|Knud Henrik's diary 29 July 2006: Usambara Mountains, Arusha and Serengeti|
Last updated 2007.11.21
|Wednesday 26 July we had arranged for a little hike to the Mguzu Falls. We went to the Tourist Information Centre to pick up a local guide and then we went by car most of the way. We left Japhet and the car at a parking area and went on by foot, first about an hour on a small road, then about half an hour through a piece of rainforest to the falls. Walking through the rainforest we saw a few chameleons, were fascinating creatures. Once at the falls we enjoyed the beautiful scenery for quite some time, before walking back to a junction a bit closer, where Japhet picked us up.|
We found a quite place along the road to have some lunch, simply rye bread, cheese and marmalade, served on the hood of the car. Again, we had great luck with the chameleons.
We decided not to do any more rainforest walking. Instead we headed further up in the mountains, to a place called the "Sky-line". Actually, this is a cable car installation, used to bring timber logs from the mountain forests down to a sawmill at the foot of the mountains. The cable car, originally installed during the German era, had obviously been renovated or probably replaced completely, and it was still in daily used, bringing some 30 loads of logs downhill a day.
The following day we left Lushoto and the Usambara Mountains, enjoying the beautiful sceneries once again driving the winding road down the mountins. Heading for Arusha we passed Moshi and the Mount Kilimanjaro. Actually, we passed as close to Kilimanjaro as 25 km, but unfortunately the whole area was covered in heavy clouds. We could only barely see the wide base of the enormous massif. Really a pity as this was our only chance of a close look at this magnificent mountain.
Back in Arusha for the second time, we installed ourselves on a local hotel, the Palm Inn. Japhet went with the car to sort out some business and to visit his own family. The rest of us went by foot to buy a few souvenirs, Arusha being the last major town in Tanzania on our journey. Back to the hotel to unload, where the owner of Scan-Tan Tours (our tour operator), Geert Lassen-Holm and one of his employees, Ibrahim came to greet us and wish a good journey onwards. Being in the most touristy town in Tanzania, we just had to go for something non-local for dinner, pizzas at Pizzarusha(!).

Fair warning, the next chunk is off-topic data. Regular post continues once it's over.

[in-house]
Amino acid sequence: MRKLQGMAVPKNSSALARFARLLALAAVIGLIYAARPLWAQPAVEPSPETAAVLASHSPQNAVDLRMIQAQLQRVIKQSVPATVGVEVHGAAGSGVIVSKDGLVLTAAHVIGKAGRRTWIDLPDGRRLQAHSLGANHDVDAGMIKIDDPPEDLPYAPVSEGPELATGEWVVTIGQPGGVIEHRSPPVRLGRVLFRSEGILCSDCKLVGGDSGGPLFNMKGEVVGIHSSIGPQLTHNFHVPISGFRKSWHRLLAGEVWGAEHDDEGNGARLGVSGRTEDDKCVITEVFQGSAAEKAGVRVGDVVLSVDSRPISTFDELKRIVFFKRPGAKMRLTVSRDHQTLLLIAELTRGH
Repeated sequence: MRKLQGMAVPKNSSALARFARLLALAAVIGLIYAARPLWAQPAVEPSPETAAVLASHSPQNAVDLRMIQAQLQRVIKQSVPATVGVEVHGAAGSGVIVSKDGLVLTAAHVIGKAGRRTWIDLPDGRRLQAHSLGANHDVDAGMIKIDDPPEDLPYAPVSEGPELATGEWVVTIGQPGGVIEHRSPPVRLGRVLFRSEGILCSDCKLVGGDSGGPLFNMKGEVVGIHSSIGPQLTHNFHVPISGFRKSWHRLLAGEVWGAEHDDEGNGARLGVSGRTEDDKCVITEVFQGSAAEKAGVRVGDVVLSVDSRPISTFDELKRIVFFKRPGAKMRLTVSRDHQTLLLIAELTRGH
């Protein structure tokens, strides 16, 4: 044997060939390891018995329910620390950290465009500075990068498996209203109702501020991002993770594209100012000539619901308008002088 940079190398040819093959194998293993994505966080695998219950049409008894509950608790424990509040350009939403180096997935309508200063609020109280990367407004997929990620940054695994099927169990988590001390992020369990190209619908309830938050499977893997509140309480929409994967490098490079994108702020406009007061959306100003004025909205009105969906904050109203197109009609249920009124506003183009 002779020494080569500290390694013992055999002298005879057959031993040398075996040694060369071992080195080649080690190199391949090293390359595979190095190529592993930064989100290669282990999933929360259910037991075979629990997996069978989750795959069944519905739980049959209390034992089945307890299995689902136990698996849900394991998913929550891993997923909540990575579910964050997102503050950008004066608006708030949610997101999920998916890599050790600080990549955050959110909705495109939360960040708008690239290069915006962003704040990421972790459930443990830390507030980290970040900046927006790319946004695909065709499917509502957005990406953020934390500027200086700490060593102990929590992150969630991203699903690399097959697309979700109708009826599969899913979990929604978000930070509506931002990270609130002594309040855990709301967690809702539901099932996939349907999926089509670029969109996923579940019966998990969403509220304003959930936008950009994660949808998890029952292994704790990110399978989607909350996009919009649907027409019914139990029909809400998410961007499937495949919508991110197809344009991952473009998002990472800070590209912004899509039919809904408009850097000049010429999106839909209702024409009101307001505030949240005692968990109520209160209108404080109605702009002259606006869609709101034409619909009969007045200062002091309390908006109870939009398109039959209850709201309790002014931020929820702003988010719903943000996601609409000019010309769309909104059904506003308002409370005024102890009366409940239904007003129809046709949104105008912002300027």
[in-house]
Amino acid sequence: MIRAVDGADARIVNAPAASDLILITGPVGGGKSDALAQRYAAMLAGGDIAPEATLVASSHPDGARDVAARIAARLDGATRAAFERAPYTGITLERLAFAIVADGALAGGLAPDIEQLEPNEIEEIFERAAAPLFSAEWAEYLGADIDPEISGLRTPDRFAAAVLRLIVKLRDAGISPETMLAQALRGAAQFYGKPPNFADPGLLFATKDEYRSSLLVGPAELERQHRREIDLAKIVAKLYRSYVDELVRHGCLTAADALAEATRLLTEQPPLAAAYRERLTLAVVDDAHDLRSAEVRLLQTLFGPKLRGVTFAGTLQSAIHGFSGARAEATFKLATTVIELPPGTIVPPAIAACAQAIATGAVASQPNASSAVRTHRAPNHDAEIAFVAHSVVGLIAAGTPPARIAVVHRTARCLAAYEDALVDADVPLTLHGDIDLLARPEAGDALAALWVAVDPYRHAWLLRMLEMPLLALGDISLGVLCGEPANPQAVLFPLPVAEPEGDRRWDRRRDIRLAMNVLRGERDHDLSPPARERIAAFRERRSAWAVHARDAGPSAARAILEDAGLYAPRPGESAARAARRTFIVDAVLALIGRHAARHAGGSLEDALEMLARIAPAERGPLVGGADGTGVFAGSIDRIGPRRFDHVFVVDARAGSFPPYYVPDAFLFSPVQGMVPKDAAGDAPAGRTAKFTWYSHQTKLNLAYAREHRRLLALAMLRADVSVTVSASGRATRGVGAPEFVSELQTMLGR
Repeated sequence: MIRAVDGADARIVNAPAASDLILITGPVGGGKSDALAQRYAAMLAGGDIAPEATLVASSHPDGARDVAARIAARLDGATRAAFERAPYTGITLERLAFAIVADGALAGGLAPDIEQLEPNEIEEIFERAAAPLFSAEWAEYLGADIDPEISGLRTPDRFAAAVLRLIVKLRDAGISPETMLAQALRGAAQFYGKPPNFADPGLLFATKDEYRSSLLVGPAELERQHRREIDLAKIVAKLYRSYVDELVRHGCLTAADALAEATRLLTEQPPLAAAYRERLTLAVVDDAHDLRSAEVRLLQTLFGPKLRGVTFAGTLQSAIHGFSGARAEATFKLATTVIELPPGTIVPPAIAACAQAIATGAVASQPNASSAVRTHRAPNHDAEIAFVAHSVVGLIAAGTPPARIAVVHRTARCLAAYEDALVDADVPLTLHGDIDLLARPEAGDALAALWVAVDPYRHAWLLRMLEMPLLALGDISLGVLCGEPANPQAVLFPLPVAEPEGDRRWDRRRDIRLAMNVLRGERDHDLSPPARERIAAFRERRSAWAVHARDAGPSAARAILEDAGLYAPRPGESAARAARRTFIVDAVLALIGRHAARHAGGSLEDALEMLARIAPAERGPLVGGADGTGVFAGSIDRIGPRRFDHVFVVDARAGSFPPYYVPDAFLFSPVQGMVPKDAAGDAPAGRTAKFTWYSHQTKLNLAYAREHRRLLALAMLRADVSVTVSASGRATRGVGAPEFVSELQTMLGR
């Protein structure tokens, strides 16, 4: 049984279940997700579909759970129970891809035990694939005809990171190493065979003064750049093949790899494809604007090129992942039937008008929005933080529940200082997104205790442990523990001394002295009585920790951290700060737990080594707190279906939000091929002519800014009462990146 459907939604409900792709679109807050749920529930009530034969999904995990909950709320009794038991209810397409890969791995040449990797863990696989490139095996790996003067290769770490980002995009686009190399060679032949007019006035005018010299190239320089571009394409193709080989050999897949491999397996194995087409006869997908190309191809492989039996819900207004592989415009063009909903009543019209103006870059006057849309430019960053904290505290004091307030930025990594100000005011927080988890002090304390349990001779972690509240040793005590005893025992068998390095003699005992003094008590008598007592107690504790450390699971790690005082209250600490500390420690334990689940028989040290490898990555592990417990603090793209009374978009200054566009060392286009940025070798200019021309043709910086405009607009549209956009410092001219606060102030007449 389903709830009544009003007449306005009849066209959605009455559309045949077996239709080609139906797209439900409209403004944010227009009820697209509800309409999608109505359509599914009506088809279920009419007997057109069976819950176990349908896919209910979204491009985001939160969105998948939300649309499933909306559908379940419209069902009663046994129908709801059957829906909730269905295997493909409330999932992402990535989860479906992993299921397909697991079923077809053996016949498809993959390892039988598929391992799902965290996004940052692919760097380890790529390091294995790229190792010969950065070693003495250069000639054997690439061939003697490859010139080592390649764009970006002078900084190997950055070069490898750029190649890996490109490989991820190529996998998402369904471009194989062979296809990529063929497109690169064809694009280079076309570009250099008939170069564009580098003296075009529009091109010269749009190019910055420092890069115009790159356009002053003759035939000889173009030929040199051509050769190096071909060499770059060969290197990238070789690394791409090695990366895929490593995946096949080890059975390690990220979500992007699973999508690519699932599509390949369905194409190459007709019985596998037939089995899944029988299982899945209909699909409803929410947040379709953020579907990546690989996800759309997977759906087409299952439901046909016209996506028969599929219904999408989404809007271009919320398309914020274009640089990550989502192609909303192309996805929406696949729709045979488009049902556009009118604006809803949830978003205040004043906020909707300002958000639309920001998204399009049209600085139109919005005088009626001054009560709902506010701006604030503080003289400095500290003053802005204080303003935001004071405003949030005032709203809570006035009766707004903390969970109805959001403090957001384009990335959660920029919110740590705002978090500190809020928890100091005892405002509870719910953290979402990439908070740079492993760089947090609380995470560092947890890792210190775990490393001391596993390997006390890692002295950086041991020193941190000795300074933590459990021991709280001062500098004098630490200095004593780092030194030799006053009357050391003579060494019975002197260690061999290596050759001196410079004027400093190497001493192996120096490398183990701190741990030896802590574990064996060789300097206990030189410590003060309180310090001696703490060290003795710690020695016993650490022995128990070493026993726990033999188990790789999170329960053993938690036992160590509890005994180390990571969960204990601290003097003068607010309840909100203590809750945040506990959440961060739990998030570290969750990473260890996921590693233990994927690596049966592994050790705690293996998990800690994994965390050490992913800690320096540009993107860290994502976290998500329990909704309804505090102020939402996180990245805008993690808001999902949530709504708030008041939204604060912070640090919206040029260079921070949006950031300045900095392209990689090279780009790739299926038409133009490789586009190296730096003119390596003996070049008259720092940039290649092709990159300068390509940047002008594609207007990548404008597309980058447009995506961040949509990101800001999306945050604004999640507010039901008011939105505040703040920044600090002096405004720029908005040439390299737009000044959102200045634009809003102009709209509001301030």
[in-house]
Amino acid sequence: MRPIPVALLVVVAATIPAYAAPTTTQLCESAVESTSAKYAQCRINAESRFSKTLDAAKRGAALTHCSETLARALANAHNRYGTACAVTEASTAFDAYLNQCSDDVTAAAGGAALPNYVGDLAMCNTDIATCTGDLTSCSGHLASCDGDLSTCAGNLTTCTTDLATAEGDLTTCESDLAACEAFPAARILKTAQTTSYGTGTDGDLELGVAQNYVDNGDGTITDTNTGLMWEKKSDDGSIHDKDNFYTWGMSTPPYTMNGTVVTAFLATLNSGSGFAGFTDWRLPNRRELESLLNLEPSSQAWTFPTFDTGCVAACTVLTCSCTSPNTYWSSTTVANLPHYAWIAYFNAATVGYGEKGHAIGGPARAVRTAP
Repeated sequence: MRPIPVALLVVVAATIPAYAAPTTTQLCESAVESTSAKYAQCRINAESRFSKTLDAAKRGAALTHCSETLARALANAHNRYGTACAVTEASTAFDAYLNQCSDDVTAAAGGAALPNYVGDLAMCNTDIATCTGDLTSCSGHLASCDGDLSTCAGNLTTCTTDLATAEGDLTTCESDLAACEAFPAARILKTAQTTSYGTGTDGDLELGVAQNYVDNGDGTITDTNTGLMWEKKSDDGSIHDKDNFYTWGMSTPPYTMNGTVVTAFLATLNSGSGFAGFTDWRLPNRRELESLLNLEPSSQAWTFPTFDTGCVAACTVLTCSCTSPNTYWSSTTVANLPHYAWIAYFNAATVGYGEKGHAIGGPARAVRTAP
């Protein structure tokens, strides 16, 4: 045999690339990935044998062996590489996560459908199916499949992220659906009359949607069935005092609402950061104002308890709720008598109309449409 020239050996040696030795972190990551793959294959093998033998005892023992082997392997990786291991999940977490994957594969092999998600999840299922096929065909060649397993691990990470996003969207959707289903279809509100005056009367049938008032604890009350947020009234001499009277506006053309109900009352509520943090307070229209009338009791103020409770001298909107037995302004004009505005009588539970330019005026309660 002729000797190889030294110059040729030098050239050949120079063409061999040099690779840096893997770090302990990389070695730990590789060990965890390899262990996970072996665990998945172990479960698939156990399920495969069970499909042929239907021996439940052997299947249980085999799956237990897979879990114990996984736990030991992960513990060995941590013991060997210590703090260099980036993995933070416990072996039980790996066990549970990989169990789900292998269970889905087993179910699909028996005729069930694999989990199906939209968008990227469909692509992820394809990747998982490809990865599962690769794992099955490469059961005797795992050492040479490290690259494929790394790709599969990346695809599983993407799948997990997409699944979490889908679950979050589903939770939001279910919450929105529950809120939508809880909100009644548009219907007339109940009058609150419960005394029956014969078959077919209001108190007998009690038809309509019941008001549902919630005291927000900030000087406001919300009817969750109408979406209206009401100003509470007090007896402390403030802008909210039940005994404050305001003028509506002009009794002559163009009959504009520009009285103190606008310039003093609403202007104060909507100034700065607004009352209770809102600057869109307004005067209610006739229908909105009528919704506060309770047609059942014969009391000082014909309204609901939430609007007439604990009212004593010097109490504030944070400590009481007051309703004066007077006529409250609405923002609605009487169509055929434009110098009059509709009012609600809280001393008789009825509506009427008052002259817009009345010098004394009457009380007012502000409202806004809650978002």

Next morning we packed our thing once again and headed for the Ngorongoro Crater and Serengeti National Park for the second time. This time we just passed the Ngorongoro, without going down into the caldera. We didn't even stop to enjoyed the view from the crater rim, as the whole area was still covered with heavy clouds. Actually, going up to the crater rim we went up into the clouds. The road follows the crater rim for about 15 km and all along this stretch was like driving in dense fog, with a visibility as low as 50 m. Once on the other side of the Ngorongoro the coverage cleared somewhat and once again we enjoyed the view down onto the Serengeti plain. As usual, great many herbivores, but also a few lions. The most memorable experience was a group of five or six lion cups, left by their mothers, either to hide them from a jealous male or because the females were hunting. About a hundred metres away we actually saw two females. I cannot say whether they were waiting for some prey to pass by or keeping an eye on their little ones from a distance.
We camped at a camp site, prepared some dinner, and called it a day. Today (Saturday 29 July), after having packed our tent and other stuff, we went for a few hours of game drive in the very heart of the Serengeti, around the Seronera area. We had the luck of a single cheetah, unfortunately quite far away and some more lions.
Being the last stop over in Tanzania we had booked for some luxury, at Kijereshi Tented Camp, just outside the park boundary in the part of the Serengeti plain called The Western Corridor. We stayed at Kijereshi a number of times back in 1993 and '94. The place looks very much the same and it's a bit like coming home. Once installed we just had to check out the pool. While checking the pool, we ourselves were checked out, by a couple of baboons passing by just a few metres from the pool area. And then the kids had to catch up with their homework, diary writing (and so had I).